Conclusion: 7.5 out of 10
Renaissance - Symphony of Light
Symphony of Light (12:09), Waterfall (4:44), Grandine il Vento (6:29), Porcelain (6:41), Cry to the World (5:44), Air of Drama (5:20), Blood Silver like Moonlight (5:15), The Mystic and the Muse (7:51), Tonight (4:25), Immortal Beloved (5:39), Renaissance Man (3:27)
That was roughly 1970, now it's 2014. A lot has happened, and they have an ouvre which has remained as individual as when they first started out, with many fine albums and even a top 10 single in 1978. During their journey they aquired a "classic line up" for most of the best stuff, went off the rails, disbanded, and have eventually re-found the parallel lines with this latest offering.
The stalwarts of that line up were to become singer Annie Haslam and said guitarist who indeed both perform on this new album, but it is tinged with great sadness as Michael Dunford was taken by the angels before its release. Orignally titled Grandine il Vento it has been re-released as A Symphony of Light with a new distribution deal and, more importantly, three extra songs. The album ends with a beautiful celebration (written by Annie Haslam and one of the two keyboard players, Rave Tesar), of the guitarist's life and untimely passing. I begin with the last song because I cannot imagine this recording without it as it serves not only to close precedings, but also to bring closure to what must have been a devastating loss to everyone involved on this journey and new venture.
There are therefore now eleven tracks in total, with all lyrics and feathery artwork taken care of by the vocal supremo, with music (on tracks 1 - 8) by the late Mr. Dunford (to whom the album is dedicated), and the "bonus" last three credited to members of the group. For once hirsute and flared trouser wearing fans that can still dust off the original vinyls and remember what magnificent sonatas and melodies this lot could muster, opening and Leonardo de Vinci dedication A Symphony of Light will have you opening the tank top drawer as it is everything that Renaissance should be: great vocals, poetical lyrics, long instrumental breaks with synth bass rhythms, hints of gothic horror and resolving uplifting pizzicato plucking. 12:09 of bellissimo!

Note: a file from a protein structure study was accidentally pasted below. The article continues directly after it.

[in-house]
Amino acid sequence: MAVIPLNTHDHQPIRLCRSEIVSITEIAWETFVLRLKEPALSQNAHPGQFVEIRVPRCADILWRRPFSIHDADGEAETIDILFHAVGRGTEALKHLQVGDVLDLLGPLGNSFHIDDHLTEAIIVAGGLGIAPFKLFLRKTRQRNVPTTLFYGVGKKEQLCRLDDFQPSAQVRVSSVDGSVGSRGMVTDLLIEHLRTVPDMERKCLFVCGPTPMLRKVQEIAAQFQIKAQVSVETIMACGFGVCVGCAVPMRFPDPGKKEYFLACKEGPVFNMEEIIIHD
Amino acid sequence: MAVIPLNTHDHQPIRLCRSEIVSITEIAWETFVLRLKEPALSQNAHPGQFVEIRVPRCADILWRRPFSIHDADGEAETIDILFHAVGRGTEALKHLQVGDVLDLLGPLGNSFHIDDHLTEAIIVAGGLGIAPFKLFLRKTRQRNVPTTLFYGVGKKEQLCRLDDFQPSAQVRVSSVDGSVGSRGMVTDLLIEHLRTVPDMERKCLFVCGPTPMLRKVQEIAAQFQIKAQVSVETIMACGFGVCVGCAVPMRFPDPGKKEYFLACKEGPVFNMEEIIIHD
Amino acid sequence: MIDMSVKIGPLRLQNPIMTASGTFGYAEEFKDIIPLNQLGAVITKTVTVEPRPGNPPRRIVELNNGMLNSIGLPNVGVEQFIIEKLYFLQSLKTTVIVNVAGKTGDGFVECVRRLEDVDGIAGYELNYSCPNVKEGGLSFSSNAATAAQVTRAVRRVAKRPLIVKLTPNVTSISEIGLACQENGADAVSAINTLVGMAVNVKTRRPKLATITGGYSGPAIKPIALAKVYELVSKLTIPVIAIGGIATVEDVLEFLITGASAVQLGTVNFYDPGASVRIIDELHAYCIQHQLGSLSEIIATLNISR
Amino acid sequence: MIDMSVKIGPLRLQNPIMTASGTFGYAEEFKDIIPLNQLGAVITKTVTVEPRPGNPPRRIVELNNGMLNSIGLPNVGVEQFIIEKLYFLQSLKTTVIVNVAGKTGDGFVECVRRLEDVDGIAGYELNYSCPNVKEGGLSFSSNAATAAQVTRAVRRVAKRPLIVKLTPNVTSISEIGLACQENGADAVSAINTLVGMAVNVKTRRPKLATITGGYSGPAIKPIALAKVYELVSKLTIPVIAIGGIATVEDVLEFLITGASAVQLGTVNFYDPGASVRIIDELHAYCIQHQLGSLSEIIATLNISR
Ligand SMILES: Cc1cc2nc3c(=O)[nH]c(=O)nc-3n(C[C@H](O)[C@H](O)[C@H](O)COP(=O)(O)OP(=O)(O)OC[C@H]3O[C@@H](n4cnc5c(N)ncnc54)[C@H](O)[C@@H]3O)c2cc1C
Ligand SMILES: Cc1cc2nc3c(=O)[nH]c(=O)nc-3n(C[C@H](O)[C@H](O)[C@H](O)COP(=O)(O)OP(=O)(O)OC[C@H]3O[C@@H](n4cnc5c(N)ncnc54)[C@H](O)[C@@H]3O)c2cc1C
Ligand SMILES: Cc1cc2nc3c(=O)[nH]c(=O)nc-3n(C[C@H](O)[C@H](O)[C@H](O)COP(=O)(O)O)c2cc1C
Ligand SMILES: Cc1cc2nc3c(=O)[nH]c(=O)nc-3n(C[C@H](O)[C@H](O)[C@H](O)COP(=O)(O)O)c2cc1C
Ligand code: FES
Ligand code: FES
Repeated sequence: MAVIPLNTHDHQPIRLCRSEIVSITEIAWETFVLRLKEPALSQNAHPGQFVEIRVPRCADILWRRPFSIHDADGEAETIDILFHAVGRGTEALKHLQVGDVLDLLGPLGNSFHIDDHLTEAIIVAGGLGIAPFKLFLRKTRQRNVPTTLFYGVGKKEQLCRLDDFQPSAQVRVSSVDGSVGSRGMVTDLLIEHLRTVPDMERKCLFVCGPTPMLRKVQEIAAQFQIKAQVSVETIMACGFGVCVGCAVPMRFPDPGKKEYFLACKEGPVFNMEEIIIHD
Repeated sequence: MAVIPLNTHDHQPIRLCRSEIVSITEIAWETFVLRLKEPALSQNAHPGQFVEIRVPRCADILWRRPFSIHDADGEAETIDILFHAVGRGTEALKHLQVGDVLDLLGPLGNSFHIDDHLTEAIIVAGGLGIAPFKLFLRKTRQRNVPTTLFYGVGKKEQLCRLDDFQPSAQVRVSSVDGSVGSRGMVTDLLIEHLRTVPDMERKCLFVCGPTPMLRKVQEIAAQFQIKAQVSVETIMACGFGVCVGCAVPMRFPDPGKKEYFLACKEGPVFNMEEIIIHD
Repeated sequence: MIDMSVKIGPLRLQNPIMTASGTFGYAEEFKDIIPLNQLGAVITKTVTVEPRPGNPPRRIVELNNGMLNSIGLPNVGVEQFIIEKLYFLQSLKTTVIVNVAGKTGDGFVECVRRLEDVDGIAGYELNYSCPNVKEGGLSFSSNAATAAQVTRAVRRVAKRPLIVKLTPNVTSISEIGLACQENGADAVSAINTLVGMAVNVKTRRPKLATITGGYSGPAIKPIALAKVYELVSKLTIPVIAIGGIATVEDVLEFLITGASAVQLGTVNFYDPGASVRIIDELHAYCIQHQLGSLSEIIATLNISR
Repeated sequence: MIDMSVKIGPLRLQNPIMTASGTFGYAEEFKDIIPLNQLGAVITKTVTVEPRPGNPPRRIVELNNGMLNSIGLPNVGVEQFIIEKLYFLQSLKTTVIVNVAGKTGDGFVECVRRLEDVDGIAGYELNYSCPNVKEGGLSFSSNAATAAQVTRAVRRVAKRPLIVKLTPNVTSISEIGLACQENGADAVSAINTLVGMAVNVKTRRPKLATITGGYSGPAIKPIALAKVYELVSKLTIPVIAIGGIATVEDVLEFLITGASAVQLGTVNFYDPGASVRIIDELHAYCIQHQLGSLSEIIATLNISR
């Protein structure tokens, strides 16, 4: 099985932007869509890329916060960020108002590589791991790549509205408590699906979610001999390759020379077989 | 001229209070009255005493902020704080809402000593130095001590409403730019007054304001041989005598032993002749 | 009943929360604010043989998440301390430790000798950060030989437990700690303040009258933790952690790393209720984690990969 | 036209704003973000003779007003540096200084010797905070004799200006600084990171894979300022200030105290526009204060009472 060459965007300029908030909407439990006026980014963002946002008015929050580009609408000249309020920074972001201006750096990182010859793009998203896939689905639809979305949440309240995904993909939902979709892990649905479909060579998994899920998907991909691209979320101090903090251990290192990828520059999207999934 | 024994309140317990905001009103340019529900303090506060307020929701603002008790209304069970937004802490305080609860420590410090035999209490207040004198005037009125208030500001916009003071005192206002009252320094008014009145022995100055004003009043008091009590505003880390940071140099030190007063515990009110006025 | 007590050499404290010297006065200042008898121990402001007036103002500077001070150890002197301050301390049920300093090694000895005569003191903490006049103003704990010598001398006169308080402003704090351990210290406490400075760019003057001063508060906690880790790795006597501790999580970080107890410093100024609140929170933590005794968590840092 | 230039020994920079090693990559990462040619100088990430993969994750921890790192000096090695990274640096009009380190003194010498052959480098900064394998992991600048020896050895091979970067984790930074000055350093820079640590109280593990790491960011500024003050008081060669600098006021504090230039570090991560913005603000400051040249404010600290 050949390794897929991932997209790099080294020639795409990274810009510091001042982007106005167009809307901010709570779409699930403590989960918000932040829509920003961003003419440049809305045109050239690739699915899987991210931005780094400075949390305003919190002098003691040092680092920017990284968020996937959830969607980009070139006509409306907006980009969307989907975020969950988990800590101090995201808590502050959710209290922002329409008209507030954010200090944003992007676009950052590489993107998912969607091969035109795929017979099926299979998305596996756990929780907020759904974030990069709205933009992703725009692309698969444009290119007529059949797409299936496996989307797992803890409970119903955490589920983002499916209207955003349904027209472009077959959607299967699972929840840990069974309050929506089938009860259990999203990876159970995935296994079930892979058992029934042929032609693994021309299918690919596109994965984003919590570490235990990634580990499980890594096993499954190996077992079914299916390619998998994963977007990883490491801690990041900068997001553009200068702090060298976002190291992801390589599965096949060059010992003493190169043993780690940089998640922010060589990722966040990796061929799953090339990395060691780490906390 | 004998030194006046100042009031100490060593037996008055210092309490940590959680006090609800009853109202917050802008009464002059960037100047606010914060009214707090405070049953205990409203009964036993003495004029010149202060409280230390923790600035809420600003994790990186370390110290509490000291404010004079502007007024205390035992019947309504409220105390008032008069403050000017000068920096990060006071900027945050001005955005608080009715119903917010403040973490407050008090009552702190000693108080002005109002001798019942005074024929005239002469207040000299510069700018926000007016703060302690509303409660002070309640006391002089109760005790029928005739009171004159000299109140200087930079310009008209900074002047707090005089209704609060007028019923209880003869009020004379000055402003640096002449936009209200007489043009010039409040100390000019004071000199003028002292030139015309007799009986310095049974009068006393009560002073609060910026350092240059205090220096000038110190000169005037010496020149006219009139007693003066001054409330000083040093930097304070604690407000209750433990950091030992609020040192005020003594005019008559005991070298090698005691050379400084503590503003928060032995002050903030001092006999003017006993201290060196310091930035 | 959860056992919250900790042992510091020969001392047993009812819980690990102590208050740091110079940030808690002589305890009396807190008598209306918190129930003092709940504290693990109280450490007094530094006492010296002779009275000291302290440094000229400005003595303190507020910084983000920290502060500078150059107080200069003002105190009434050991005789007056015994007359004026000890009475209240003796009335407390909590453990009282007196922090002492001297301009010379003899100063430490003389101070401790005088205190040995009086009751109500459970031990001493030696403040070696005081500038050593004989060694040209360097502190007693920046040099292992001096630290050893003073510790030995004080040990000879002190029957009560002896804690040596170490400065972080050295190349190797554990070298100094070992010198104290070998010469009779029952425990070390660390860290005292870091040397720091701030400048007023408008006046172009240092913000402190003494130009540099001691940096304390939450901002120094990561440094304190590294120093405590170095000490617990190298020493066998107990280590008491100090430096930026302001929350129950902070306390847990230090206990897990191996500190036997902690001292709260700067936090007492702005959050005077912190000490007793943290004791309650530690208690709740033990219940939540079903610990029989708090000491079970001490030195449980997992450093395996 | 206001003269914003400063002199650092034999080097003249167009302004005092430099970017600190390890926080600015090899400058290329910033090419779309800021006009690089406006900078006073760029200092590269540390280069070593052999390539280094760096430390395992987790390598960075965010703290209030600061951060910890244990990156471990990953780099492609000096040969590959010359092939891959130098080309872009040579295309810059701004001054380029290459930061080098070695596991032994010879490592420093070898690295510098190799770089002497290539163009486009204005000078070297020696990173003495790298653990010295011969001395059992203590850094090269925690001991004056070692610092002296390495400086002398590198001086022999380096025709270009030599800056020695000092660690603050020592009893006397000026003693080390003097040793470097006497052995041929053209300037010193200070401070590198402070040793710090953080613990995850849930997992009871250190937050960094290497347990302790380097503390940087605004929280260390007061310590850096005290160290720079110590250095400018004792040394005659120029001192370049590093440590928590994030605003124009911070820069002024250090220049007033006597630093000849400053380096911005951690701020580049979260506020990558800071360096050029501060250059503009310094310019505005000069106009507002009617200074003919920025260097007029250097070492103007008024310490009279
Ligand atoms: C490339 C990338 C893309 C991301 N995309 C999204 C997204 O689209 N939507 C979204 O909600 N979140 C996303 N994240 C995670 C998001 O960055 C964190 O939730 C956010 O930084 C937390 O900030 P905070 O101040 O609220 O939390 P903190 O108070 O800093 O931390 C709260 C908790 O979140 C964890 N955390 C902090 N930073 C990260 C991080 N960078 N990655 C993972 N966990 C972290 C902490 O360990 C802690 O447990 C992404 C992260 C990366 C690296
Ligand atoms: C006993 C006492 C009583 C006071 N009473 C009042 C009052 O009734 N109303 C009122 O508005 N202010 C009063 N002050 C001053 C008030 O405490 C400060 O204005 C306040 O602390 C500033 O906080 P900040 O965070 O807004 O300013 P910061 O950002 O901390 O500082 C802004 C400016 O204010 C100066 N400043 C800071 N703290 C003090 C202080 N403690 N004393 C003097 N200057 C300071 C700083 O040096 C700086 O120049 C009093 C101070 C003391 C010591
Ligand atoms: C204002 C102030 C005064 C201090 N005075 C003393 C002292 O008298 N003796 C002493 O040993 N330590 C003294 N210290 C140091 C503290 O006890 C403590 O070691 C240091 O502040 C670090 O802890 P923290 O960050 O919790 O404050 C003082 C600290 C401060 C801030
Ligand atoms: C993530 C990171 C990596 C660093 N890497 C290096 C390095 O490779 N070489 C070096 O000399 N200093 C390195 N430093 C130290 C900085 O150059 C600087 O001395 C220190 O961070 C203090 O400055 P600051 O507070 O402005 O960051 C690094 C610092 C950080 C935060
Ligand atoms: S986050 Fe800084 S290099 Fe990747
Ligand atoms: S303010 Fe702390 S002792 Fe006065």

Waterfall slows down the pace with Grandine il Vento restoring the piano led folk rock of yore. Percussive led Porcelain leads us to the first guest spot where Ian Anderson's flute turns Cry to the World into a lost track from the Jethro Tull Christmas Album and that's no bad thing.
Continuing the Renassiance tradition of singing bass players, David J Keyes duets on Air of Drama which continues into the next track with another bass player but this time as invitee singer in John Wetton's voice contribution giving piano and vocal song Blood Silver like Moonlight a sublime intimacy.
Original album closer The Mystic and the Muse is the most prog track here and is the one that restores this band to this genre. Turbulent drumming, courtesy of Frank pagano, and bass interplay with kitchen sink intstrumentation, church organ sounds (Jason Hart), tempo changes and mystical lyrics. Very good indeed.
Before we reach the afore mentioned tribute to their missing member, the set has Tonight and Immortal Beloved which are both on familiar terriotry for most Renassiance aficionados. There is something slightly different with Annie Haslams voice and the track Tonight starts with a couple of lines sung with the same tune as the slow middle section of Scheherazade, so a direct comparison of vocal style can be listened to. It's really difficult to put my finger on it, but on all previous recordings the voice is slight down in the mix and possibly used more as an instrument with a subtle reverb to blend it. On Symphony of Light the difference is very subtle, but apparent. I couldn't let this go as it has been a niggle!
There's no doubt that this is a fresh and enjoyable "return to form" (not a great fan of that expresion, but it works here) and should be an essential purchase for Renassiance lovers. I am missing the real orchestra of my favourite era and playing such songs as The Sisters from Novella really brings home the complexities and how incredibly well this band have played in the past. In fact Novella is probably what this album reminds me of more than any other and, if truth be known, I do prefer it. Also, I will always miss Jon Camp's bass playing which was a very dominating force on all the records he played on and magnificent live. I've realised I've not so much reviewed this album as subconsciously written an exam paper! Sorry about that, dear readers, but I realise how much it all means to me as I have grown up with this family... Cut to the chase and for gawd's sake finish it then! Thoroughly recommended - go get!
Conclusion: 9 out of 10